LONDON Legal complications have left the administrators of Polymer Vision in limbo. The Eindhoven, Netherlands based company went into liquidation last month with the loss of 50 jobs, and when contacted, Smith and Williamson said they could not comment whether any potential buyer has emerged for the company's Southampton facilities, or the technology behind its displays.
Polymer Vision was a spin-out from Philips, which demonstrated its first Readius roll-out 5-inch monochrome flexible screen in 2005 and subsequently a full colour prototype last year.
Readius was set to be launched in the second half of 2008, but had run into difficulties raising the finances for a full-scale launch.
The screen was first intended to be released in a mobile phone but later turned into an e-reader – an electronic alternative to books.
"We cannot comment at this stage about the future of the company since there are several legal issues to be resolved," a spokeswoman told EE Times Europe.
Polymer Vision's display prototypes have a roll radius of 6-mm. The 65k color display has a resolution of 127 pixels per inch, while the monochrome display has a resolution of 254-ppi, claimed to be highest resolution e-paper display ever shown.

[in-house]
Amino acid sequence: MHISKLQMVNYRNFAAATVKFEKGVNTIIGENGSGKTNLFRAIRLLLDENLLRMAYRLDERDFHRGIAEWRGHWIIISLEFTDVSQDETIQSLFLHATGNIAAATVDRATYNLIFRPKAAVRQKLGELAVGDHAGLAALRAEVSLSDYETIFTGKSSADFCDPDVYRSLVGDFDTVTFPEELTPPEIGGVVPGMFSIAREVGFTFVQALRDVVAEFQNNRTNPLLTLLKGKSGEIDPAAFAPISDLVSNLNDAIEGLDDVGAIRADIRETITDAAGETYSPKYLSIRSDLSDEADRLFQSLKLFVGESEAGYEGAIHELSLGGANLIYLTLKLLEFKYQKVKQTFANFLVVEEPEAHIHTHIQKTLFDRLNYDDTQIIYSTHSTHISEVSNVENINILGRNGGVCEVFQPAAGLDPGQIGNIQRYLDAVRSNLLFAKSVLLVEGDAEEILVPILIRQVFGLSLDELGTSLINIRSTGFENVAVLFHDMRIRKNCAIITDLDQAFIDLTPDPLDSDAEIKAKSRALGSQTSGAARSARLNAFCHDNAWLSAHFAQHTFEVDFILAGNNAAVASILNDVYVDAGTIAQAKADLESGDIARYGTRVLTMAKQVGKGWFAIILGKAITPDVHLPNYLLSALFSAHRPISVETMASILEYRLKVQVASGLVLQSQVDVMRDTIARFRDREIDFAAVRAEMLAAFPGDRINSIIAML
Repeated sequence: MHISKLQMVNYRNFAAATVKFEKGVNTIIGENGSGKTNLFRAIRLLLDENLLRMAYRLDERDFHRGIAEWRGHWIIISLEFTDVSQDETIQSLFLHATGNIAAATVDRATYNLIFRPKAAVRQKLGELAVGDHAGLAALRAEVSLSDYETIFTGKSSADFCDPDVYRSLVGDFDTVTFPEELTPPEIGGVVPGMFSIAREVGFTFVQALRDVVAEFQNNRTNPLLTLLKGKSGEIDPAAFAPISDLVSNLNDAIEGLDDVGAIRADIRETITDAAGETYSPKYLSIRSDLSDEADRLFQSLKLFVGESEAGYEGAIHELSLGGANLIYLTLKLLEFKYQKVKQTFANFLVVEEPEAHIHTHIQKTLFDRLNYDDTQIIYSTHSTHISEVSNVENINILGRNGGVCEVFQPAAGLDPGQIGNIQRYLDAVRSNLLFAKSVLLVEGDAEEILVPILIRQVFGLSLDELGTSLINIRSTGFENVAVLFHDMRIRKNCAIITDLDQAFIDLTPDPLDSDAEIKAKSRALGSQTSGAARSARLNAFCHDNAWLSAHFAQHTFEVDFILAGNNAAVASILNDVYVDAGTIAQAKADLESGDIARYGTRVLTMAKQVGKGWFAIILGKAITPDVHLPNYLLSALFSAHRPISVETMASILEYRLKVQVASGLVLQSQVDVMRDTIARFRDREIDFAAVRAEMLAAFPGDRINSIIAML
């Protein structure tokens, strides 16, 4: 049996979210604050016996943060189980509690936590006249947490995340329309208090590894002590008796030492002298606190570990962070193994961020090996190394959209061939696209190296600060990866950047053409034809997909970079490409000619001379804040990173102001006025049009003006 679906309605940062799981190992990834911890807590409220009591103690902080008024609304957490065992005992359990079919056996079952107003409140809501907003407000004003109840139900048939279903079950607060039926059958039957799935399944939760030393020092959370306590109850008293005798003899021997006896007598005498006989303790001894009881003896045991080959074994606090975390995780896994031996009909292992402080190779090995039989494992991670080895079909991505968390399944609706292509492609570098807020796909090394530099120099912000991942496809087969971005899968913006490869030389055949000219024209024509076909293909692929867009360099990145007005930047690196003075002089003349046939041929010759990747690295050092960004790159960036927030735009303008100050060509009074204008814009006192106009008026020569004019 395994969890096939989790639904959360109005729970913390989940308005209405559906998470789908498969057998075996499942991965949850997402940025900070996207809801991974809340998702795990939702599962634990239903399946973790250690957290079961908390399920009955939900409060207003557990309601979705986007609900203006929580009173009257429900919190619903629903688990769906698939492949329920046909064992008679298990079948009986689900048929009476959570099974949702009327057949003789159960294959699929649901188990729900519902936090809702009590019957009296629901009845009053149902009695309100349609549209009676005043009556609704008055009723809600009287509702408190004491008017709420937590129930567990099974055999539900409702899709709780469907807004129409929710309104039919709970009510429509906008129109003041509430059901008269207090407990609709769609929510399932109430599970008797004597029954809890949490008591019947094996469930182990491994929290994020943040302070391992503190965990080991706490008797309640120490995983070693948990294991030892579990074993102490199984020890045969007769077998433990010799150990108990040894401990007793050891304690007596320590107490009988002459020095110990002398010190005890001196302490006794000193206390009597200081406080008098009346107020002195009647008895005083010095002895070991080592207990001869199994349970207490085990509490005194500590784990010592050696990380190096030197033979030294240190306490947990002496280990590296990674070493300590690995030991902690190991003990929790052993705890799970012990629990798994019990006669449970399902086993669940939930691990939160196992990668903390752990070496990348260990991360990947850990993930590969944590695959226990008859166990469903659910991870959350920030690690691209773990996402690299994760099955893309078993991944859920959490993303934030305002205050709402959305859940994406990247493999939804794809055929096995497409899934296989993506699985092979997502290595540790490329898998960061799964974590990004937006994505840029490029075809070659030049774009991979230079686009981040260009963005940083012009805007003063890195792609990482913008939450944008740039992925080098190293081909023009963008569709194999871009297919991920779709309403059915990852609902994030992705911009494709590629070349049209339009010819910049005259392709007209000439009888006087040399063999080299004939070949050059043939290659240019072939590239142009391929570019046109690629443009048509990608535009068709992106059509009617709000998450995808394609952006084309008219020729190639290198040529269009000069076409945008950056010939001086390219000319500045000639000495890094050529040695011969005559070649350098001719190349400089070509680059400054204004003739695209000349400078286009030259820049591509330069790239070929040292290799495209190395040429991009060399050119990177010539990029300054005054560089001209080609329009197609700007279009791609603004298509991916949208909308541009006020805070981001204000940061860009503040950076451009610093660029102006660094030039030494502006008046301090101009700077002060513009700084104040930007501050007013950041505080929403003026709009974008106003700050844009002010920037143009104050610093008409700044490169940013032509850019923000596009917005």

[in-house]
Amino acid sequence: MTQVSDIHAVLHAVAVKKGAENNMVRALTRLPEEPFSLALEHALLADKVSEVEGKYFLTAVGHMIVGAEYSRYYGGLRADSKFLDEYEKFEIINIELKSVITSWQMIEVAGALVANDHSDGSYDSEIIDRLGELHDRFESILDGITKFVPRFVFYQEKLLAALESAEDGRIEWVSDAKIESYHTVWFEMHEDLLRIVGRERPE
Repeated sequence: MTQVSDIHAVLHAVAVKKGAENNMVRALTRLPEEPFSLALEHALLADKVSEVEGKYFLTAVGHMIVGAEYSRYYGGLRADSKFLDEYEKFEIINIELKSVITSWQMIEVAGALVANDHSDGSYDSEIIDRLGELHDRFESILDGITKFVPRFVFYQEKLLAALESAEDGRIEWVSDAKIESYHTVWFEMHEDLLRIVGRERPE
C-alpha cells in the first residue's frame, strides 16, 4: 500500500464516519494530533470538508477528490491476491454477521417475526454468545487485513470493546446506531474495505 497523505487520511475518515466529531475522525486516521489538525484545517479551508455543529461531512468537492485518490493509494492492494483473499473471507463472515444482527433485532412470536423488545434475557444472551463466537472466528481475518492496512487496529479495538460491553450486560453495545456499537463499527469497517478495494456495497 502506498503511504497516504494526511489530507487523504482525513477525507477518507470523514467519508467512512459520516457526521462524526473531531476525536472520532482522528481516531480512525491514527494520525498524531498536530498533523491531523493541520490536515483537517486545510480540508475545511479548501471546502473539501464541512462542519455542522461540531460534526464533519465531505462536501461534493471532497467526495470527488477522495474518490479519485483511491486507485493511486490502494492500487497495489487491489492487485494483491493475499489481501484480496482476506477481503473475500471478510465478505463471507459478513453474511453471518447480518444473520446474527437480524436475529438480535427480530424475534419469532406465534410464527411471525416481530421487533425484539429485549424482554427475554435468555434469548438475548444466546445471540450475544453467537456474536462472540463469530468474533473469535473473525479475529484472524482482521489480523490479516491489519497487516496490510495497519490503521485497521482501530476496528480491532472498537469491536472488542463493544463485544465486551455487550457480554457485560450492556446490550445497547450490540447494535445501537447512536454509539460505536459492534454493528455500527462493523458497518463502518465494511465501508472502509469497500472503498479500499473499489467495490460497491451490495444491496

The original concept of the Polymer Vision display was in research by scientists at Southampton University which was then spun out into a company called Innos that was later acquired by an off-shoot of Philips Electronics.
Meanwhile Cambridge-based Plastic Logic, with maufacturing facilities Dresden, Germany, is months away from launching its flexible e-ink reader, according to reports.
Plastic Logic will have a flexible e-ink device on the shelves early next year in the U.S., priced at a similar level to Amazon's Kindle (from $299 upwards), according to reports.
The reports suggest the e-reader will be available in European countries sometime late 2010 or early 2011.
The flexible eBook, the technology behind which goes back to research at the University of Cambridge's Cavendish Laboratory, will compete with the number of other eBooks that are already starting to appear in bookstores worldwide - the likes of the Sony Reader, and Amazon’s Kindle.
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